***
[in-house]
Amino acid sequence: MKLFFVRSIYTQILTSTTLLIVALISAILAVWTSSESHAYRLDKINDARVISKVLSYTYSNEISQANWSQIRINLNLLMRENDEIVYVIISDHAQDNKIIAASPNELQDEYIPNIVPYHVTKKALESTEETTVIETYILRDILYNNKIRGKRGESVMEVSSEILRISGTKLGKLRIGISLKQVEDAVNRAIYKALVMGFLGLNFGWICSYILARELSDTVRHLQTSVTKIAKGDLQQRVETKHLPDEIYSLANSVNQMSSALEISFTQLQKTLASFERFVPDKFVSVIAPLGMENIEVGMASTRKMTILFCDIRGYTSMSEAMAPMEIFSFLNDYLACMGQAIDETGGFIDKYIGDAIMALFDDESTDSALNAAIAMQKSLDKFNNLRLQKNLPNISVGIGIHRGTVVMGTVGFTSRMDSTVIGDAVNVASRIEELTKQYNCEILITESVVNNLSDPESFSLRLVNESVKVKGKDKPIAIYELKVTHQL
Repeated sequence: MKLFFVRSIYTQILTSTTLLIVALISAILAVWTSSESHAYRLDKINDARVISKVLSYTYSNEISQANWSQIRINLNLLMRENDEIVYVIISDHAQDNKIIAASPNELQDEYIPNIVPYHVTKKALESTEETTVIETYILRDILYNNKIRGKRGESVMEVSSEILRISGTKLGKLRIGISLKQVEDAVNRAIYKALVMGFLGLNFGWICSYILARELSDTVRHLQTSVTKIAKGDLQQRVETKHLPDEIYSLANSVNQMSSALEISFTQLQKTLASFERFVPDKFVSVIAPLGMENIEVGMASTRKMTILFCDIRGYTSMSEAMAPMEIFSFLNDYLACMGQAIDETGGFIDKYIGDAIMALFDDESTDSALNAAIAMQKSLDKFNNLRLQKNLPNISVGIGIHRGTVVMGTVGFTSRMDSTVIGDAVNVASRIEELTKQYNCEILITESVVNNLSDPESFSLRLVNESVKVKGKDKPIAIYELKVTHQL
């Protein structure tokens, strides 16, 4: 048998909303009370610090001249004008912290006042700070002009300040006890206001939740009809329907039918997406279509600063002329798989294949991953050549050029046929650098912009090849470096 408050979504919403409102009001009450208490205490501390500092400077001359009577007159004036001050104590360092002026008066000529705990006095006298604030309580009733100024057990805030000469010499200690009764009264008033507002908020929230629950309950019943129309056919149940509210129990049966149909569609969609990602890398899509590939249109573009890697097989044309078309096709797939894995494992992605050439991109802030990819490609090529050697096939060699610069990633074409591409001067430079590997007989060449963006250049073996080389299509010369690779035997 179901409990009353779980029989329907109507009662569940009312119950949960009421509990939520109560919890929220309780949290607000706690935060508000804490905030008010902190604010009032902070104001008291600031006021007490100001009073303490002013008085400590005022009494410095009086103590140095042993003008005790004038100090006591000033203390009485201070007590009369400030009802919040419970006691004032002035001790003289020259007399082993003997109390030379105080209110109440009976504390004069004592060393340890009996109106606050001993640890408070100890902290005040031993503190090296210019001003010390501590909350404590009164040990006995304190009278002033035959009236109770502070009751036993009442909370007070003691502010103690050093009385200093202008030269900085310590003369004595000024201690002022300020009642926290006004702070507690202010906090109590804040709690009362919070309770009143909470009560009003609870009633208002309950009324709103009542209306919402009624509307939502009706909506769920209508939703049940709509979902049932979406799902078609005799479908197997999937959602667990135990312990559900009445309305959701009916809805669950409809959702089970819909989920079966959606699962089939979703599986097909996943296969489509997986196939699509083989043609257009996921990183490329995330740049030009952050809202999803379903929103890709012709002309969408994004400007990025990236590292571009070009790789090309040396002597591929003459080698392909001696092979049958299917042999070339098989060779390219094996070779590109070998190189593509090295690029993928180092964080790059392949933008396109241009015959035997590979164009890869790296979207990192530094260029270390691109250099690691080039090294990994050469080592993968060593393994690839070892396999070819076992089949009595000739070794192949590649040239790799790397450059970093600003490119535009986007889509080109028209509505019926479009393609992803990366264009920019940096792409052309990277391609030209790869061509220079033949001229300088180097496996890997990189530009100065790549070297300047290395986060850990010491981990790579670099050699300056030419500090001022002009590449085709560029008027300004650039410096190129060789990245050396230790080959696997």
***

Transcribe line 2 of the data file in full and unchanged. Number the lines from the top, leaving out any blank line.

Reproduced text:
Amino acid sequence: MKLFFVRSIYTQILTSTTLLIVALISAILAVWTSSESHAYRLDKINDARVISKVLSYTYSNEISQANWSQIRINLNLLMRENDEIVYVIISDHAQDNKIIAASPNELQDEYIPNIVPYHVTKKALESTEETTVIETYILRDILYNNKIRGKRGESVMEVSSEILRISGTKLGKLRIGISLKQVEDAVNRAIYKALVMGFLGLNFGWICSYILARELSDTVRHLQTSVTKIAKGDLQQRVETKHLPDEIYSLANSVNQMSSALEISFTQLQKTLASFERFVPDKFVSVIAPLGMENIEVGMASTRKMTILFCDIRGYTSMSEAMAPMEIFSFLNDYLACMGQAIDETGGFIDKYIGDAIMALFDDESTDSALNAAIAMQKSLDKFNNLRLQKNLPNISVGIGIHRGTVVMGTVGFTSRMDSTVIGDAVNVASRIEELTKQYNCEILITESVVNNLSDPESFSLRLVNESVKVKGKDKPIAIYELKVTHQL